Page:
To the credit of the community, though numbers have diminished under the threat of police repression and the bogus "permit" controversy, DIY Last Night has come together every year since.

Then-Mayor Cynthia Mathews, then-Police Chief Howard Skerry, then-City Manager Dick Wilson, all upheld the cover-up of Infiltration Initator and Investigator Kevin Vogel (now our current Police chief). The cover-up was blandly OKed by the Mainswamp Media: .

The absurd spectacle of Vogel "investigating" himself and reporting that his behavior was "appropriate" must rank high in the annals of SCPD chutzpuh (with its pack of paid peter-petters panting close behind). why not? When he probably knew his bosses and the city staff would back his bizarre conclusions all the way?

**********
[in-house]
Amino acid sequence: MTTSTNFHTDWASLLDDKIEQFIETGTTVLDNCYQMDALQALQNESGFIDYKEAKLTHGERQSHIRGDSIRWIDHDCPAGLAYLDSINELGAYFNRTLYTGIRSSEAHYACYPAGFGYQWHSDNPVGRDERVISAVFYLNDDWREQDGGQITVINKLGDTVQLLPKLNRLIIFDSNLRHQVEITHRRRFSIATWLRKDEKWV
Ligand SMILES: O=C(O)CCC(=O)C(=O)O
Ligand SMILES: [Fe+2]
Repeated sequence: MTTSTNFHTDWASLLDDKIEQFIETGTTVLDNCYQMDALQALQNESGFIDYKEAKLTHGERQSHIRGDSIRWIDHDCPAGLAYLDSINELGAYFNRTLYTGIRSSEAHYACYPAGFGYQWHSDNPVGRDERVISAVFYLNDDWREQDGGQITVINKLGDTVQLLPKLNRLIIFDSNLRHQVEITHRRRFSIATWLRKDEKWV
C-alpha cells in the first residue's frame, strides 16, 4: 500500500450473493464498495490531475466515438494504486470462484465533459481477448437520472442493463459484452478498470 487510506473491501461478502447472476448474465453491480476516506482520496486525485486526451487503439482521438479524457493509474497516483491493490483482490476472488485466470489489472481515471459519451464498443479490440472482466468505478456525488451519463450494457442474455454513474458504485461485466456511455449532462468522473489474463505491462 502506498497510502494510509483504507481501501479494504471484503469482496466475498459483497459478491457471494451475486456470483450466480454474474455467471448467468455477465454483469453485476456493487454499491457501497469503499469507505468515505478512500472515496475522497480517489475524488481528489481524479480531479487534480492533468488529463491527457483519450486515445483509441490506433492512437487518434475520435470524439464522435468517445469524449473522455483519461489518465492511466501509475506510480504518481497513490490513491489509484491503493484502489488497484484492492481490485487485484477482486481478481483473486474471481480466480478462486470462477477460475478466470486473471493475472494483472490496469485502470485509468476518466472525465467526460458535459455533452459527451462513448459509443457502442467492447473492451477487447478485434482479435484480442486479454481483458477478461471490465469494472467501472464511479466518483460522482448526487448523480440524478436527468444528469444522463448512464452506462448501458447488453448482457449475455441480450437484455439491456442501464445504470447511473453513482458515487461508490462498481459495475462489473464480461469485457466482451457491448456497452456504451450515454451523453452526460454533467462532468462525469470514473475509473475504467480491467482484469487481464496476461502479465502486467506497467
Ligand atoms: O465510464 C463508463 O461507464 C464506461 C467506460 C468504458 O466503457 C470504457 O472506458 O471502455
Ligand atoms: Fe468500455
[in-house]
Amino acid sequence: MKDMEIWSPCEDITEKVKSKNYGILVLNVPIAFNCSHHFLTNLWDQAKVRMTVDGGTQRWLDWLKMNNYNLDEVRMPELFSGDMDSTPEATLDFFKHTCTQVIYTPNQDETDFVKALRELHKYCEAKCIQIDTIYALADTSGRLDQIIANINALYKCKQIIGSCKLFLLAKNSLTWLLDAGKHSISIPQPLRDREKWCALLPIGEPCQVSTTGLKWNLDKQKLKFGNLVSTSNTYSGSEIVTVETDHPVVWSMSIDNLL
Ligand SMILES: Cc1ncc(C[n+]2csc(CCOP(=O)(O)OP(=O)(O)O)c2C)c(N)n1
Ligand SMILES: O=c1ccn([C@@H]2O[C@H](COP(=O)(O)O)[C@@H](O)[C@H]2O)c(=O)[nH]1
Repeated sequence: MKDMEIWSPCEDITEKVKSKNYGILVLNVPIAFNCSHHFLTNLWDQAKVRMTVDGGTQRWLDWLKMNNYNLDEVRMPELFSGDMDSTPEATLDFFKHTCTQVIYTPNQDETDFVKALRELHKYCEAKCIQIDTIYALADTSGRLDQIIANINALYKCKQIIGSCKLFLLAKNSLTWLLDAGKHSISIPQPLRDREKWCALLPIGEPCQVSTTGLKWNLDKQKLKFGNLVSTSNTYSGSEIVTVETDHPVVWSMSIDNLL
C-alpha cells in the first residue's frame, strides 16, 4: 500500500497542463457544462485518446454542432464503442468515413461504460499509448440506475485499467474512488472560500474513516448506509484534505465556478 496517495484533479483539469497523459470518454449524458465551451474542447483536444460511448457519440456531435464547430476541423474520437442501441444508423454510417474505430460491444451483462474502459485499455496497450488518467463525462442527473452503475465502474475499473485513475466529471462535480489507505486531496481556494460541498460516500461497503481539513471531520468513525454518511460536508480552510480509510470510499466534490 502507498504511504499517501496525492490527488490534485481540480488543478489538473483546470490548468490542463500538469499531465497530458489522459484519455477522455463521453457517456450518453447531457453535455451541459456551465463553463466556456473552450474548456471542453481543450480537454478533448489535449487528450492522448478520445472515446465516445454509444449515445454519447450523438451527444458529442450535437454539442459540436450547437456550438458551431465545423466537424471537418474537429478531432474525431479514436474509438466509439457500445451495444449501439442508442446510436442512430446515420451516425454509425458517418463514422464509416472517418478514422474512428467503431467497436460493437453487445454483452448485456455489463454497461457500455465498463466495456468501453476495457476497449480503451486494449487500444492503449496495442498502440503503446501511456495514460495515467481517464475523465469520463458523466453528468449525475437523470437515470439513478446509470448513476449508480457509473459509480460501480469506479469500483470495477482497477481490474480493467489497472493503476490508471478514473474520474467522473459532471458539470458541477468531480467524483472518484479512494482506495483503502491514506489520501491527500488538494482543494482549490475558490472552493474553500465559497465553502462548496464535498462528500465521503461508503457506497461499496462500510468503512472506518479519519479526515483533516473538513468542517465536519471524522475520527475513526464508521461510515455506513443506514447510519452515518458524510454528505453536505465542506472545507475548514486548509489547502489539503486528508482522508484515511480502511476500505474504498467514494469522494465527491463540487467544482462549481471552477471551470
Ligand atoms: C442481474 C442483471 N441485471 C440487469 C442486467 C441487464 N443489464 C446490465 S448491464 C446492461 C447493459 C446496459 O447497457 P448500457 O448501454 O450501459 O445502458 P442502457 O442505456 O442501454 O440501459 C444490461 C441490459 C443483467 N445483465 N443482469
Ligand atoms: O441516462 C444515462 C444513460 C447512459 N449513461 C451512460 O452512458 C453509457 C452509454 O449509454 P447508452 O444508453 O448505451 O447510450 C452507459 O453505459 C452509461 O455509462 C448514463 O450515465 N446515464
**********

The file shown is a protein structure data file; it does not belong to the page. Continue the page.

The only exception was the Police Auditor Bob Aronson, who for once in his decade-plus career of rubberstamping SCPD misconduct, felt he had to clarify that you don't send the perpetrator to investigate himself. Aronson's performance in the last decade has generally stunk. He was highly paid to do an annual whitewash over the corpse of the Citizens Police Review Board, which was unceremoniously murdered and buried in 2003 when it began serious investigation of police misconduct under chair Mark Halfmoon. See "The Final Figleaf Falls" at .
I have often wondered, when abuses and takings occur, what has jurisdiction over Police, City Council, City Attorney, City Manager, Sheriff, County Board, District Attorney, County Manager, etc. In the past I have tried to determine the chain of command, only to be left more confused than when I began. Is that how a representative republic is supposed to work?

In an authoritarian structure, it is ironic to find such difficulty in determining whom reigns over whom, and how accountability is enforced.

Other than those at the bottom of the dog pile, of course.

To bring it back on topic; if anyone finds out, maybe an illustrative float would be beneficial to the parade onlookers...
by John E. Colby